I was incredibly satisfied with Mo’s autobiography bar two things: the abrupt ending and the exclusion of his 2014 London Marathon. Mo admits several times in the book that the career of a professional athlete is incredibly short and an awful lot of content is covered in the 350+ pages. However, I do think we still have a lot to see from Mo, especially in road racing. The Emperor, Haile Gebrselassie, conquered the track and then conquered the roads with a career spanning at least 20 years. The choice to publish Mo’s autobiography so soon was a mistake in my opinion, at the cost of his Great North Run performance against Haile and Kenenisa Bekele. There is one photo included of the three-way showdown in South Shields and that’s all that is mentioned of that fantastic race. Everybody also wants to see Mo do well at the marathon and his current coach, Alberto Salazar is the man to get him there as a contender. Perhaps the autobiography will be revisited in the future with an updated run including these two events and more?

Anywho, a fantastic read for anybody keen to learn more of the great man himself.

6 miles with Oli

My old school friend, Oli, was back in town with a similar week off to me and expressed some interest in getting a run in. I had 6 miles planned at around marathon pace so this would be perfect.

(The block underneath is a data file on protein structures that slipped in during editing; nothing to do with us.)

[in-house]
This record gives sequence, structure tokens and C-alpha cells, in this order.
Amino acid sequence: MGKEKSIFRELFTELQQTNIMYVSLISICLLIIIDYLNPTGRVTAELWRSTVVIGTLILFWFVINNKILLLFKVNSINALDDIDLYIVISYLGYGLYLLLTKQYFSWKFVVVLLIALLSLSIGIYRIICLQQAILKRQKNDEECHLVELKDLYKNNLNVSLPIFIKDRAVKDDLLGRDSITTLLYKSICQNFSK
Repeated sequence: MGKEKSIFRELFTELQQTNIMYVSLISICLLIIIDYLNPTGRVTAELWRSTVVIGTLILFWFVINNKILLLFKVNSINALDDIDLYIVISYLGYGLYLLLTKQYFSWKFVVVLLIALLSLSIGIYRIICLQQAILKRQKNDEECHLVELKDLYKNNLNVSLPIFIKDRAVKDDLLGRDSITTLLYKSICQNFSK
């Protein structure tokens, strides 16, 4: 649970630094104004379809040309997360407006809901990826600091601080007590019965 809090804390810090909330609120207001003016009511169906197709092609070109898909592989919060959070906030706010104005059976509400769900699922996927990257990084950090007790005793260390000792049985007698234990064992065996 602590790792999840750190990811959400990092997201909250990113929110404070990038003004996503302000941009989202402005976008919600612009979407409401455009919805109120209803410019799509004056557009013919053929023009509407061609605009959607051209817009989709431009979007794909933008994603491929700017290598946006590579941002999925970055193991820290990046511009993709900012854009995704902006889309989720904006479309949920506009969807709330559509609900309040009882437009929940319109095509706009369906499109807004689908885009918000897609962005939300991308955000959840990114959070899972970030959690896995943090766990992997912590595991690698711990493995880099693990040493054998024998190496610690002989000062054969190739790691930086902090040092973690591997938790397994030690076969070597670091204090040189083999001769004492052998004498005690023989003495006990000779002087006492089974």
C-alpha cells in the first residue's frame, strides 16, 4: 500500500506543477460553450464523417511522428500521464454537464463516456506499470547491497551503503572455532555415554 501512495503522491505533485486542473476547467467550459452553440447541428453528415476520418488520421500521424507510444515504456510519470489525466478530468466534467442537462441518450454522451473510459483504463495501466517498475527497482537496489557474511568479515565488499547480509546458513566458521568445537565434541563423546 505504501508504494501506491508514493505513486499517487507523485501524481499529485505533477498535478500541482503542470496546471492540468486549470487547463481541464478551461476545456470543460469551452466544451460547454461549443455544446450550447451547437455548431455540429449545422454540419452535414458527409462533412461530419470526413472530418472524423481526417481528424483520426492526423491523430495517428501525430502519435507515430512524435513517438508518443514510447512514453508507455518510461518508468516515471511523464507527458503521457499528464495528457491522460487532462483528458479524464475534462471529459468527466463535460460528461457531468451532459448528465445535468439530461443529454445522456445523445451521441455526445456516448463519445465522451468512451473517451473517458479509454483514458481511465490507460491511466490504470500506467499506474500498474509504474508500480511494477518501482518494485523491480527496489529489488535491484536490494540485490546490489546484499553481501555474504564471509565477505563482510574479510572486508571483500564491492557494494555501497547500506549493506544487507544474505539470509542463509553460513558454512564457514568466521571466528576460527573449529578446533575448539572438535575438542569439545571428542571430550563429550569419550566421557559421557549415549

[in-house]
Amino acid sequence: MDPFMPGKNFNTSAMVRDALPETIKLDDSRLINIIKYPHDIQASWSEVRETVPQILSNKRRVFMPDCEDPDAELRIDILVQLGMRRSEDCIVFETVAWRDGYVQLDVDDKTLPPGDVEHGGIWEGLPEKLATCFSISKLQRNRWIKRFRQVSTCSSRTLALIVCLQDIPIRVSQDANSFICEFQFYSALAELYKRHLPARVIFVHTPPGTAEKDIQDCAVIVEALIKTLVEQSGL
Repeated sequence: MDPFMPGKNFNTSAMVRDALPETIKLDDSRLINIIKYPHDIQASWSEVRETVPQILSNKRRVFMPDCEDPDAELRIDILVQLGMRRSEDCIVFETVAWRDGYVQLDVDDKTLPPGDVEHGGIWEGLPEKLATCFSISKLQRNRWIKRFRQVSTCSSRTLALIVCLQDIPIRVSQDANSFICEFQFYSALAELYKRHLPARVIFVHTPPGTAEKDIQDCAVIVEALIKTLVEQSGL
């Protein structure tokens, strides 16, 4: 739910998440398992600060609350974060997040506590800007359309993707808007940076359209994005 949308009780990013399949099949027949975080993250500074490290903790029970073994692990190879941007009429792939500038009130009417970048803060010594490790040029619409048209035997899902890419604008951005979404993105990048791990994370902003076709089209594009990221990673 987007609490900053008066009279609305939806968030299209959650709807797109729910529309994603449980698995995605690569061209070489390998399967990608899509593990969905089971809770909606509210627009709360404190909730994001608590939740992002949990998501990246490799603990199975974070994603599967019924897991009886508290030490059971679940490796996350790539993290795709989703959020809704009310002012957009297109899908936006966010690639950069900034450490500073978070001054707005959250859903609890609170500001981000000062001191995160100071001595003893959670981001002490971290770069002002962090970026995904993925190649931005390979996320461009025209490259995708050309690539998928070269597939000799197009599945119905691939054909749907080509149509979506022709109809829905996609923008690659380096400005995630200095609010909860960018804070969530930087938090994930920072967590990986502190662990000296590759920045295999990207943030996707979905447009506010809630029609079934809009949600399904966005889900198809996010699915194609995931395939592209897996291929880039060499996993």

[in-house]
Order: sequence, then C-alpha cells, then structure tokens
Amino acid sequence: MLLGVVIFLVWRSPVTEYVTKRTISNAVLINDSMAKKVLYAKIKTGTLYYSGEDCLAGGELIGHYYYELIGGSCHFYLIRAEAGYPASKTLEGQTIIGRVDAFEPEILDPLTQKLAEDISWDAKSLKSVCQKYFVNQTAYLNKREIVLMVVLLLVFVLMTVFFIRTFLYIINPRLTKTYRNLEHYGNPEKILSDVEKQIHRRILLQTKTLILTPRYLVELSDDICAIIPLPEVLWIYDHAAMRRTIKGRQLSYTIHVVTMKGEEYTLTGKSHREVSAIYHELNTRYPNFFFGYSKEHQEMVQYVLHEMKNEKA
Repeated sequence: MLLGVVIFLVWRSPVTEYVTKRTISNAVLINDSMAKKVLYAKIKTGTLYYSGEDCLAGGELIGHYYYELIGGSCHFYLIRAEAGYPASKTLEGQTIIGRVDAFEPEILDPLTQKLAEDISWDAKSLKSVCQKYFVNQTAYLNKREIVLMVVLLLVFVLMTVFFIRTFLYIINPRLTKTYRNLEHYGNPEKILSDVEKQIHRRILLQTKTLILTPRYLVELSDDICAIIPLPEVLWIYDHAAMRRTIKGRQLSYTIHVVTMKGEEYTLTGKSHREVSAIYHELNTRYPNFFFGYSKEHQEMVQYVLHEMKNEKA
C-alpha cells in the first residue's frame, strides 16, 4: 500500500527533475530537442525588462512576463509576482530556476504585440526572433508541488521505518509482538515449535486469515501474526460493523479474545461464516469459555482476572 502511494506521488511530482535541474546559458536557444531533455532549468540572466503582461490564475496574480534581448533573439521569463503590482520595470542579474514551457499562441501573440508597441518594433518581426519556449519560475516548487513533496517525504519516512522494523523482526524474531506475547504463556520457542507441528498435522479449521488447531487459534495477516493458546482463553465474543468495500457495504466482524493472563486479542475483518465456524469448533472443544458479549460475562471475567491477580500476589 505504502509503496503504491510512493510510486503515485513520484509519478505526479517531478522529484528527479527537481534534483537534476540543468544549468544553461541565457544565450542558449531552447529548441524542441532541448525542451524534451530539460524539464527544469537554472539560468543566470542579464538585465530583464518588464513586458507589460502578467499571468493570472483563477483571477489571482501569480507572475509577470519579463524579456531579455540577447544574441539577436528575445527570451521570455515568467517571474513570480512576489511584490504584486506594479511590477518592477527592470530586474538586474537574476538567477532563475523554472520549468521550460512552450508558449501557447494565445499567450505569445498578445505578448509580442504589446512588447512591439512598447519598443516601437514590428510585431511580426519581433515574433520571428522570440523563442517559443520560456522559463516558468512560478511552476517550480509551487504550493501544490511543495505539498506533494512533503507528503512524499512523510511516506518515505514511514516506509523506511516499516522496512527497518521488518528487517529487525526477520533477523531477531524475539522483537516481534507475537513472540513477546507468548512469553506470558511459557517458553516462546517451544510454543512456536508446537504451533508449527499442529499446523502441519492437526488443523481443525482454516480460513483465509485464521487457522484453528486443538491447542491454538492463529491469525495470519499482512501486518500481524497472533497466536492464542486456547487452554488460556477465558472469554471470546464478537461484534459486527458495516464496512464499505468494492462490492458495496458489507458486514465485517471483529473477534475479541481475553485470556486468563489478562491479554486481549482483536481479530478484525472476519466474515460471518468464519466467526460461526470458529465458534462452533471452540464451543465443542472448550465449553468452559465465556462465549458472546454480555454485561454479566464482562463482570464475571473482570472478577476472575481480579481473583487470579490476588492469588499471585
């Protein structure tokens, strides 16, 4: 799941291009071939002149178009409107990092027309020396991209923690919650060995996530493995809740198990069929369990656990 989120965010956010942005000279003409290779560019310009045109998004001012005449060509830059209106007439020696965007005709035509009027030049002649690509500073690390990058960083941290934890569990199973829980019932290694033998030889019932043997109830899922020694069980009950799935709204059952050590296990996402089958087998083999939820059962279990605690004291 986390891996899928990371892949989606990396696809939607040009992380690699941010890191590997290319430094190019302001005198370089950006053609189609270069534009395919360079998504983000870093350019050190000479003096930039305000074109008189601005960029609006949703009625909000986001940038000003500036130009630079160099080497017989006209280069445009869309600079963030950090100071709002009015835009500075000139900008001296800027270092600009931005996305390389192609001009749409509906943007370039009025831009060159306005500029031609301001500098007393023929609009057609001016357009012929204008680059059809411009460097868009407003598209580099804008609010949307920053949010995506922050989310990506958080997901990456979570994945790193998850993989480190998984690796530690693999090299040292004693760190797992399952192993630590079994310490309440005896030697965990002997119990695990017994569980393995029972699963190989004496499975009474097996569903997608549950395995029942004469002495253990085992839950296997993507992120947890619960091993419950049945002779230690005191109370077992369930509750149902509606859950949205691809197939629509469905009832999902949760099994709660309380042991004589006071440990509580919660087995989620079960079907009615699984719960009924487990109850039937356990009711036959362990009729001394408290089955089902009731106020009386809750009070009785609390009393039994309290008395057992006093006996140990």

The weather had really perked up, with blue skies and just a bit of wind to accompany us. The route I had planned out was two modified runs of the Parkrun route, cutting out the beginning and an ending that would not include the new hill!

I had arrived quite early and embarked on a short warm-up lap around the lake. We set off once Oli had arrived, only to be greeted by a detour due to flooding near the small duck pond, though the rest of the park was in tip-top shape.

Our first mile was a touch slow, though we quickly picked up the pace to meet our target. This did eventually take its toll on Oli where the gap between us grew larger and larger; he proposed that he went on to run the long lap next and I would run the short lap and rendezvous later at the Mac. With the permission to go, it was like somebody had lit a fire underneath me and my pace started to climb. Looking at my splits, I would have royal flushed too if it wasn’t for a pesky head wind at one stage where it felt like I was running straight into a wall.

It was nice to be running at and above marathon pace, after weeks of slower efforts.

Afterwards, we warmed-down with a coffee and discussed the ins and outs of triathlon amongst other things.

Take a look at the Garmin data here.

Running like a girl

Running Like a Girl by Alexandra Heminsley

Whilst at the new library in Birmingham on Monday, I had a scan of their sports section and found a few new additions to their catalogue. Along with the Runner’s World Guide to Racing, I also picked up Alexandra Heminsley’s Running Like a Girl.

Several weeks ago, Marathon Talk interviewed Alex and this piqued my interest in her book, sounding like a good read. Alex documents her entry into running and the many problems and oddities, undoubtedly similar to many women (and men) that decide to get into the sport.